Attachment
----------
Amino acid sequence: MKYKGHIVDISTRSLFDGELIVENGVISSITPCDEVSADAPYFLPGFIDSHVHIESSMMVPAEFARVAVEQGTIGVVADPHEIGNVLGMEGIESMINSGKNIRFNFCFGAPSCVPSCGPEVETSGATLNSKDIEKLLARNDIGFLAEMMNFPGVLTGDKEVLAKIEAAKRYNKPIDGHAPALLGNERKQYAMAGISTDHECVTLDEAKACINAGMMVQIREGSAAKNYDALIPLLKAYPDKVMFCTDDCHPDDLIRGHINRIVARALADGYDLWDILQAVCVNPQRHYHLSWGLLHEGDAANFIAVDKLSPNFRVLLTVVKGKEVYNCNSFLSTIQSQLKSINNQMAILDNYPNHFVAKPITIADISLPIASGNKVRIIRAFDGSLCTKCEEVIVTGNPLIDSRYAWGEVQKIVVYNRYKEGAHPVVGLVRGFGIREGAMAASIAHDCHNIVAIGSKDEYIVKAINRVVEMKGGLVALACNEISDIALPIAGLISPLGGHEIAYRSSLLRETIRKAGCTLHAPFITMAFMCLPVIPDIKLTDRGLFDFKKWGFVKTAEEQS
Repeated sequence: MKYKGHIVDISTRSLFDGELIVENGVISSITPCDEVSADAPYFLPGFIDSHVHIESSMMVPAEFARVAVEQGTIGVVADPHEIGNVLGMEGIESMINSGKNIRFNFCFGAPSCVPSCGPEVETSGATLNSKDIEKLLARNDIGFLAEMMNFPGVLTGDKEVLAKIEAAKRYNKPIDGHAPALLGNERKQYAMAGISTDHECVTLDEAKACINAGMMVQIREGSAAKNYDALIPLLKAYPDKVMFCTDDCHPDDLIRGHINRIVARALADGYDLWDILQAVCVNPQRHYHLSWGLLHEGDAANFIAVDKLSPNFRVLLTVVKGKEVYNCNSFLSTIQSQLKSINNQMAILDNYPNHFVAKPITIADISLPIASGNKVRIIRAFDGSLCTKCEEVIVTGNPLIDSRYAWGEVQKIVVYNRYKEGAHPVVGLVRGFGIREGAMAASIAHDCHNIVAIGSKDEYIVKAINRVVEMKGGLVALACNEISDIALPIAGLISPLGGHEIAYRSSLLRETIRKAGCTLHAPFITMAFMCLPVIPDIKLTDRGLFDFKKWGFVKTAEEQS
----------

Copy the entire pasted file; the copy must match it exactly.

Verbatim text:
Amino acid sequence: MKYKGHIVDISTRSLFDGELIVENGVISSITPCDEVSADAPYFLPGFIDSHVHIESSMMVPAEFARVAVEQGTIGVVADPHEIGNVLGMEGIESMINSGKNIRFNFCFGAPSCVPSCGPEVETSGATLNSKDIEKLLARNDIGFLAEMMNFPGVLTGDKEVLAKIEAAKRYNKPIDGHAPALLGNERKQYAMAGISTDHECVTLDEAKACINAGMMVQIREGSAAKNYDALIPLLKAYPDKVMFCTDDCHPDDLIRGHINRIVARALADGYDLWDILQAVCVNPQRHYHLSWGLLHEGDAANFIAVDKLSPNFRVLLTVVKGKEVYNCNSFLSTIQSQLKSINNQMAILDNYPNHFVAKPITIADISLPIASGNKVRIIRAFDGSLCTKCEEVIVTGNPLIDSRYAWGEVQKIVVYNRYKEGAHPVVGLVRGFGIREGAMAASIAHDCHNIVAIGSKDEYIVKAINRVVEMKGGLVALACNEISDIALPIAGLISPLGGHEIAYRSSLLRETIRKAGCTLHAPFITMAFMCLPVIPDIKLTDRGLFDFKKWGFVKTAEEQS
Repeated sequence: MKYKGHIVDISTRSLFDGELIVENGVISSITPCDEVSADAPYFLPGFIDSHVHIESSMMVPAEFARVAVEQGTIGVVADPHEIGNVLGMEGIESMINSGKNIRFNFCFGAPSCVPSCGPEVETSGATLNSKDIEKLLARNDIGFLAEMMNFPGVLTGDKEVLAKIEAAKRYNKPIDGHAPALLGNERKQYAMAGISTDHECVTLDEAKACINAGMMVQIREGSAAKNYDALIPLLKAYPDKVMFCTDDCHPDDLIRGHINRIVARALADGYDLWDILQAVCVNPQRHYHLSWGLLHEGDAANFIAVDKLSPNFRVLLTVVKGKEVYNCNSFLSTIQSQLKSINNQMAILDNYPNHFVAKPITIADISLPIASGNKVRIIRAFDGSLCTKCEEVIVTGNPLIDSRYAWGEVQKIVVYNRYKEGAHPVVGLVRGFGIREGAMAASIAHDCHNIVAIGSKDEYIVKAINRVVEMKGGLVALACNEISDIALPIAGLISPLGGHEIAYRSSLLRETIRKAGCTLHAPFITMAFMCLPVIPDIKLTDRGLFDFKKWGFVKTAEEQS